Second — There are several kinds of love. One is a selfish, mean, grasping, egotistical thing which uses love for self-importance. This is the ugly and crippling kind. The other is an outpouring of everything good in you — of kindness and consideration and respect — not only the social respect of manners but the greater respect which is recognition of another person as unique and valuable. The first kind can make you sick and small and weak but the second can release in you strength, and courage and goodness and even wisdom you didn’t know you had.

You say this is not puppy love. If you feel so deeply — of course it isn’t puppy love.

But I don’t think you were asking me what you feel. You know better than anyone. What you wanted me to help you with is what to do about it — and that I can tell you.

Glory in it for one thing and be very glad and grateful for it.

The object of love is the best and most beautiful. Try to live up to it.

If you love someone — there is no possible harm in saying so — only you must remember that some people are very shy and sometimes the saying must take that shyness into consideration.

Girls have a way of knowing or feeling what you feel, but they usually like to hear it also.

It sometimes happens that what you feel is not returned for one reason or another — but that does not make your feeling less valuable and good.

Lastly, I know your feeling because I have it and I’m glad you have it.

We will be glad to meet Susan. She will be very welcome. But Elaine will make all such arrangements because that is her province and she will be very glad to. She knows about love too and maybe she can give you more help than I can.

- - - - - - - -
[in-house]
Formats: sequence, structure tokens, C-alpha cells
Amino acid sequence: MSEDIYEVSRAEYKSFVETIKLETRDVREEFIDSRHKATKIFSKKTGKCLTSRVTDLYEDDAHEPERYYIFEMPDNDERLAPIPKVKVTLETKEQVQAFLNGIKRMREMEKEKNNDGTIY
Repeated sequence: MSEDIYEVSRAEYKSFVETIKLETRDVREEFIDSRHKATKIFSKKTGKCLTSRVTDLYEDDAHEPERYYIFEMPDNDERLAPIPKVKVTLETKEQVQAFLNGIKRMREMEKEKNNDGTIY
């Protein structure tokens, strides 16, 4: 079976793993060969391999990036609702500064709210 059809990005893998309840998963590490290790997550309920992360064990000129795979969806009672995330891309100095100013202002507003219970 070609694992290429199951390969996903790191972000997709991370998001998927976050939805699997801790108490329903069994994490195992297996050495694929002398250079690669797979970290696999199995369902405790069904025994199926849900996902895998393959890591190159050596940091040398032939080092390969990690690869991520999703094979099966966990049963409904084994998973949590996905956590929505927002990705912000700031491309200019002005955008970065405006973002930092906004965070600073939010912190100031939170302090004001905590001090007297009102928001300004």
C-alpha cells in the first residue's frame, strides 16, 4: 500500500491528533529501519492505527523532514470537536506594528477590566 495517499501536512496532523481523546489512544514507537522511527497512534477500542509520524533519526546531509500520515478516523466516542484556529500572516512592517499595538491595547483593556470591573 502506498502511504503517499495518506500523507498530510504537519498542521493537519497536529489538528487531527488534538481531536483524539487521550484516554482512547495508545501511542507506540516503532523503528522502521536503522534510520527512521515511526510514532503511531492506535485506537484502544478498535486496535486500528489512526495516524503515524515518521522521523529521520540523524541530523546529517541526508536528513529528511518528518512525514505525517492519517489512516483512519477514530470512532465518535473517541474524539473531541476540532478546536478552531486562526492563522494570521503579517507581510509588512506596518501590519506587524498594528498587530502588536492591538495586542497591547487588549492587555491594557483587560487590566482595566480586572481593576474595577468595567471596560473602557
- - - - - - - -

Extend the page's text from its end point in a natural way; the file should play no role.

And don’t worry about losing. If it is right, it happens — The main thing is not to hurry. Nothing good gets away.

Love,

Fa

Complement with Steinbeck on the creative spirit and the meaning of life, the art of changing one’s mind, and his six tips on writing.

via Letters of Note

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The Hidden Beauty of Pollination

We’ve already marveled at the macro beauty of pollen, nature’s love-making mechanism. From Louie Schwartzberg’s film Wings of Life — an homage to “the love story that feeds the Earth,” inspired by the worrisome vanishing of the honeybees, nature’s irreplaceable Cupids — comes this stunning montage of high-speed images, revealing the intricate beauty of pollination:

Schwartzberg contextualizes the footage in his talk from TED 2011:

For a related moment of humility, treat yourself to Schwartzberg’s moving and rewarding TEDxSF talk on gratitude — it gets truly extraordinary at around 3:55:

You think this is just another day in your life. It’s not just another day — it’s the one day that is given to you, today. It’s given to you, it’s a gift. It’s the only gift that you have right now, and the only appropriate response is gratefulness. If you do nothing else but to cultivate that response to the great gift that this unique day is, if you learn to respond as if it were the first day in your life, and the very last day, then you would have spent this day very well.”

HT Smithsonian Retina